David (in email@example.com) said:
| When you want a REAL thrill, hit a steel plate with a 10" carbide
| tipped blade in a TS! I never did find the 24 carbide blade tips,
| but I sure heard them hitting the inside of the saw, the pavement,
| etc! Luckily none decided to head my way.
In the aircraft factory next door to my shop they use a miter saw for
cutting aluminum. One of the new guys tried chopping some chrome moly
steel tubing with it and stripped off all 80 teeth. I got a look at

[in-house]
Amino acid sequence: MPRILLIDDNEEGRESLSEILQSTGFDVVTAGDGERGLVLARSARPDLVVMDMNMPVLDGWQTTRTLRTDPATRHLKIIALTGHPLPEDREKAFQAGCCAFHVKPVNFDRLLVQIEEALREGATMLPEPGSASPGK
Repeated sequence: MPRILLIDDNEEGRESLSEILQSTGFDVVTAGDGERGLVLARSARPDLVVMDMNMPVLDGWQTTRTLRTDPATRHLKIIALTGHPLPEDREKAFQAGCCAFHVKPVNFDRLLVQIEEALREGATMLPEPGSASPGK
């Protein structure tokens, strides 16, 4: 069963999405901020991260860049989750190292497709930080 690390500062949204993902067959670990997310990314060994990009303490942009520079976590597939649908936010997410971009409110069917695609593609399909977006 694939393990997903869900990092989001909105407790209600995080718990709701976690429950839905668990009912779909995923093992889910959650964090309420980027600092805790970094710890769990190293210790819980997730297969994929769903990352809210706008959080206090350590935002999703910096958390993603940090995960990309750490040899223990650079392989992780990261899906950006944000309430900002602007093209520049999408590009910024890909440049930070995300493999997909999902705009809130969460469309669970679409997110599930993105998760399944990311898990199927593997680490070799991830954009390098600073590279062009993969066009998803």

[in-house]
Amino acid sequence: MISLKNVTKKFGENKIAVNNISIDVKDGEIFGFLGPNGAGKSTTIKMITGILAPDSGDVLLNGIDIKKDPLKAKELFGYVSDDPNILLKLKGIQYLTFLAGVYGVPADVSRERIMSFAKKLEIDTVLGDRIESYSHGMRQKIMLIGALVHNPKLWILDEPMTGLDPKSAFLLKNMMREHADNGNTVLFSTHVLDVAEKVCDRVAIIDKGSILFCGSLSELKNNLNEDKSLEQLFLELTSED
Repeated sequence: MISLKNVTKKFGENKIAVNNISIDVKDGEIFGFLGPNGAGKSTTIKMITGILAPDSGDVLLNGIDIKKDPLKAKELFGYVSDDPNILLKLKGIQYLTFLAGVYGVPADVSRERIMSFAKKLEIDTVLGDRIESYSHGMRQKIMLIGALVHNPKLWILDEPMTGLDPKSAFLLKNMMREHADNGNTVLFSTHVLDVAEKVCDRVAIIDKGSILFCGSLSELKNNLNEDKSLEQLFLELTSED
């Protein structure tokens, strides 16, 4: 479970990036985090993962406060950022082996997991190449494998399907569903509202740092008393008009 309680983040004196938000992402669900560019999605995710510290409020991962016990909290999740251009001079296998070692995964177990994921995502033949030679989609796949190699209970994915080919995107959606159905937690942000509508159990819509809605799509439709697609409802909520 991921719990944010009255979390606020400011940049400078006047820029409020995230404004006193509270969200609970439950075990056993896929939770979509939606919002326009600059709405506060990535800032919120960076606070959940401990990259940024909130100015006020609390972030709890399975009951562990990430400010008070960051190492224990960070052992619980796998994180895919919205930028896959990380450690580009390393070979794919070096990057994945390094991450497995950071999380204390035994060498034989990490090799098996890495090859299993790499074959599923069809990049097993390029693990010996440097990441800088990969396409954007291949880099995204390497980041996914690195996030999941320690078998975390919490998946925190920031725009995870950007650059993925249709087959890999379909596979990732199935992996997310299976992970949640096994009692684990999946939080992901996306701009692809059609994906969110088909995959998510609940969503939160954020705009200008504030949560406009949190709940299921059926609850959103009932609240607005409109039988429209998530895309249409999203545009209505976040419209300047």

the remains of the blade and a handful of the teeth; and saw that all
of the breaks were in the steel disk - the carbide teeth (and the
carbide-to-steel bonds) were undamaged. The teeth were still sharp and
none that I saw were chipped.
Solid carbide router bits bear a remarkable resemblence to the carbide
end mills commonly used to machine steel, brass, aluminum, etc (the
most common configuration is a spiral up-cut) and I regularly buy end
mills for use in my CNC router because they're often less expensive
and are available in more sizes than router bits.
DeSoto, Iowa USA